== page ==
Web security firm Sophos has penned an open letter to Facebook, addressing some of the ongoing safety and privacy issues associated with the social network.
The letter — which is brief — highlights three steps that Sophos’s technology consultants and security analysts think Facebook should take to better protect its users and improve overall security.
Through its Naked Security blog, Sophos frequently tracks various phishing scams and clickjacking attacks that appear on Facebook with growing frequency.
When it comes to security, Facebook’s servers and login system have a solid track record of keeping its systems clean and breaches to a minimum. Instead, the real security threats are from phishing scams and rogue Facebook apps.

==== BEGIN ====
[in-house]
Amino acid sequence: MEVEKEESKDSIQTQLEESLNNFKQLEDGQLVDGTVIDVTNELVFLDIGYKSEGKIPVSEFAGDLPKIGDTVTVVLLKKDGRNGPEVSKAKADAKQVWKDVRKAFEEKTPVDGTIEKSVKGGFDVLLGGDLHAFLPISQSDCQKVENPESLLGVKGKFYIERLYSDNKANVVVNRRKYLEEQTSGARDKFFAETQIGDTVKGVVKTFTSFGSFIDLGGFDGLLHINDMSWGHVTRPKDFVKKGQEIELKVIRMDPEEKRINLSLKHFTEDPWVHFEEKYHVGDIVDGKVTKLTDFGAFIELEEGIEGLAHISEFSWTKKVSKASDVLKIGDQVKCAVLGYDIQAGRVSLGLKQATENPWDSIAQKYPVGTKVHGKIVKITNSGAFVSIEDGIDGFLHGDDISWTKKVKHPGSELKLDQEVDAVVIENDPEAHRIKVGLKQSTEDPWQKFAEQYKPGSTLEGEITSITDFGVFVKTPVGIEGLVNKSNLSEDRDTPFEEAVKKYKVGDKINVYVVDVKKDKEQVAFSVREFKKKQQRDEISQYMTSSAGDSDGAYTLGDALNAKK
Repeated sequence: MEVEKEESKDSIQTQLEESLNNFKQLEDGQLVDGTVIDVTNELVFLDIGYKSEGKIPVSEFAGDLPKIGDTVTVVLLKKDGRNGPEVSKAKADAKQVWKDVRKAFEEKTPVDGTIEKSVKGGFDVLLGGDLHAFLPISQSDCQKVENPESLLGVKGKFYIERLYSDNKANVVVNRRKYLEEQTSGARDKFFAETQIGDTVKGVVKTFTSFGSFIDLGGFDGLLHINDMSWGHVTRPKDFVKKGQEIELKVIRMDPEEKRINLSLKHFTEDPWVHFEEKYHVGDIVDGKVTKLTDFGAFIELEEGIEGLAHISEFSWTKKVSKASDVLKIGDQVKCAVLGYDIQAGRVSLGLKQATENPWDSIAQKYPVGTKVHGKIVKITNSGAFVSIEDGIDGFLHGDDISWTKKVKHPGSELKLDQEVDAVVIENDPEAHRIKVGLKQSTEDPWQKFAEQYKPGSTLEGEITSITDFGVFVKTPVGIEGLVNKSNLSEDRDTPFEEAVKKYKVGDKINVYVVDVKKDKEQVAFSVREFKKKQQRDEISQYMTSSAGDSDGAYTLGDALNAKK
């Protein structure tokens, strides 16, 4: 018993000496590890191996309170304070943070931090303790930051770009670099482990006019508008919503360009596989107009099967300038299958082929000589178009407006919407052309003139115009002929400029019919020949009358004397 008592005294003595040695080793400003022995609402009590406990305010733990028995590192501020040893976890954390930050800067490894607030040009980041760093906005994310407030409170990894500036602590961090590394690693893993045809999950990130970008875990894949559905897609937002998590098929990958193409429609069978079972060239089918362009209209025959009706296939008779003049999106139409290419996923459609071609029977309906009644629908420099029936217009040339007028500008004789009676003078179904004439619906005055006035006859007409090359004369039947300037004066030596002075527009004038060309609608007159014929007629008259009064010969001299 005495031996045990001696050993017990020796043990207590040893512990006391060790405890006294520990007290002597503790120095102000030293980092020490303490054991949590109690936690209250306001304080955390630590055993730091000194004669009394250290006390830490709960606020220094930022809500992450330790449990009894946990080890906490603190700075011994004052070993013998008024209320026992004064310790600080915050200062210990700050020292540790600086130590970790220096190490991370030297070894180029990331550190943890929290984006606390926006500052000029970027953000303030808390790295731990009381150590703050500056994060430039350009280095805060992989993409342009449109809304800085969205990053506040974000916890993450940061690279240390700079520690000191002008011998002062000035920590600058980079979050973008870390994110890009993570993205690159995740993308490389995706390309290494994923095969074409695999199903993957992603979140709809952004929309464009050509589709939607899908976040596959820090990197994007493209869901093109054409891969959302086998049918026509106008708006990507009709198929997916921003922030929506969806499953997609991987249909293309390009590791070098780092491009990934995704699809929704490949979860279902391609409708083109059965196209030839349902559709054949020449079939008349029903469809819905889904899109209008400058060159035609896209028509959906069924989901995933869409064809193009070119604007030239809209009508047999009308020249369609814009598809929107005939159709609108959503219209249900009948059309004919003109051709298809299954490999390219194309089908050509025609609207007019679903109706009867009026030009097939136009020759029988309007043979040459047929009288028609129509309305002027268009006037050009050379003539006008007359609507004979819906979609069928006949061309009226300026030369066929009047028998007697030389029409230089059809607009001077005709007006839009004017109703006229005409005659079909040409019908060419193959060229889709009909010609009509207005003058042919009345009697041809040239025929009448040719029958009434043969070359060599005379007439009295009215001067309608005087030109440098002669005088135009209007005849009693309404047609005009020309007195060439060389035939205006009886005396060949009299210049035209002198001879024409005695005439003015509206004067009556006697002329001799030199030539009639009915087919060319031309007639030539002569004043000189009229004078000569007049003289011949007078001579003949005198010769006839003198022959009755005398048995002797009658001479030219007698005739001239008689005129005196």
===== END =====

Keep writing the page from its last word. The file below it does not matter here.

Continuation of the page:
To combat some of these issues Sophos’s Graham Cluley says that Facebook should consider adopting the following policies:
- Make privacy the default, rather than the opt-in.
- App developers and apps should be vetted and approved before being published to the platform.
- HTTPS should be used for everything and be on by default.
We think these suggestions make a lot of sense — especially the call for privacy defaults and HTTPS for everything. Although we wholeheartedly agree that there should be significantly more oversight added to the application approval process, the sheer number of registered Facebook developers and Facebook apps makes implementing a stricter approval process more difficult.
What do you think of Sophos’s letter? What changes do you think Facebook should make to improve user security and privacy?